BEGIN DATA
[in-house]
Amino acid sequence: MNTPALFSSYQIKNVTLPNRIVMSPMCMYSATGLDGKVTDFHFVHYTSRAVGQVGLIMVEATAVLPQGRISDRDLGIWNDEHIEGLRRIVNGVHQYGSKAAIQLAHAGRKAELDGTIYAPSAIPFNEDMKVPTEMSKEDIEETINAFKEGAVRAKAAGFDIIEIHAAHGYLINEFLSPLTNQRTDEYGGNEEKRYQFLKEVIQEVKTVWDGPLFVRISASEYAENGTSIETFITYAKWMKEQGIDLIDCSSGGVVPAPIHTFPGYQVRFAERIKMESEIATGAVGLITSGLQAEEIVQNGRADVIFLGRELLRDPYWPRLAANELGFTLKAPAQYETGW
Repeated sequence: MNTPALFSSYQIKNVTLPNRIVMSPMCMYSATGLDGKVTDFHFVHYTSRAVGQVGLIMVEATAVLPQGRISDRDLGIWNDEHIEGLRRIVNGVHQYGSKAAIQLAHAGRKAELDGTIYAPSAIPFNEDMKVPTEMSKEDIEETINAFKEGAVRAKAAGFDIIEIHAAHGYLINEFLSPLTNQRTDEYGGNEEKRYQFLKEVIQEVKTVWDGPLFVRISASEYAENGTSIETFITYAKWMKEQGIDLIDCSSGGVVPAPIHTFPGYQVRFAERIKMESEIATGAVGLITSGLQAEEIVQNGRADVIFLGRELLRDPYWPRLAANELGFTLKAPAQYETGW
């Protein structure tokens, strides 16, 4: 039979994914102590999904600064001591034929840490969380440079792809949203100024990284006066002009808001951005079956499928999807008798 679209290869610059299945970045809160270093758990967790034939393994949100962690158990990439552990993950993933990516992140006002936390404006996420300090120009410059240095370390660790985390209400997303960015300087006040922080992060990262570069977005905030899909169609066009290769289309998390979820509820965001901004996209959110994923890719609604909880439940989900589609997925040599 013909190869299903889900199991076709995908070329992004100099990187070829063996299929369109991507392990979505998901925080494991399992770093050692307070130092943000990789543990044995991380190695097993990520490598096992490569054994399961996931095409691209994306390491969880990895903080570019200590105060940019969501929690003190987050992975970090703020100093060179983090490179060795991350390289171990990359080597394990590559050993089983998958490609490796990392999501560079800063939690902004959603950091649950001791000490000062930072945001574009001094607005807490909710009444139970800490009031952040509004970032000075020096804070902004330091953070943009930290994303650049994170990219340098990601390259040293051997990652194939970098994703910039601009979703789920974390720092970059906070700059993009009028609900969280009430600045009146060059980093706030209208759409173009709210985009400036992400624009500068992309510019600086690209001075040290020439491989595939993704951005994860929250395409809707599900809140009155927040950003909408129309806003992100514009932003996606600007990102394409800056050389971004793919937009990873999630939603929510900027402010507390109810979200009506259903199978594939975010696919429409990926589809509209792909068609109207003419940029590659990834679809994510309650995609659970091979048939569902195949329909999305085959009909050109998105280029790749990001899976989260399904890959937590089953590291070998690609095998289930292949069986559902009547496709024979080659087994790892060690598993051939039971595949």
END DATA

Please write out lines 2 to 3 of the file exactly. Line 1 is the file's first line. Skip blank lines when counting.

Amino acid sequence: MNTPALFSSYQIKNVTLPNRIVMSPMCMYSATGLDGKVTDFHFVHYTSRAVGQVGLIMVEATAVLPQGRISDRDLGIWNDEHIEGLRRIVNGVHQYGSKAAIQLAHAGRKAELDGTIYAPSAIPFNEDMKVPTEMSKEDIEETINAFKEGAVRAKAAGFDIIEIHAAHGYLINEFLSPLTNQRTDEYGGNEEKRYQFLKEVIQEVKTVWDGPLFVRISASEYAENGTSIETFITYAKWMKEQGIDLIDCSSGGVVPAPIHTFPGYQVRFAERIKMESEIATGAVGLITSGLQAEEIVQNGRADVIFLGRELLRDPYWPRLAANELGFTLKAPAQYETGW
Repeated sequence: MNTPALFSSYQIKNVTLPNRIVMSPMCMYSATGLDGKVTDFHFVHYTSRAVGQVGLIMVEATAVLPQGRISDRDLGIWNDEHIEGLRRIVNGVHQYGSKAAIQLAHAGRKAELDGTIYAPSAIPFNEDMKVPTEMSKEDIEETINAFKEGAVRAKAAGFDIIEIHAAHGYLINEFLSPLTNQRTDEYGGNEEKRYQFLKEVIQEVKTVWDGPLFVRISASEYAENGTSIETFITYAKWMKEQGIDLIDCSSGGVVPAPIHTFPGYQVRFAERIKMESEIATGAVGLITSGLQAEEIVQNGRADVIFLGRELLRDPYWPRLAANELGFTLKAPAQYETGW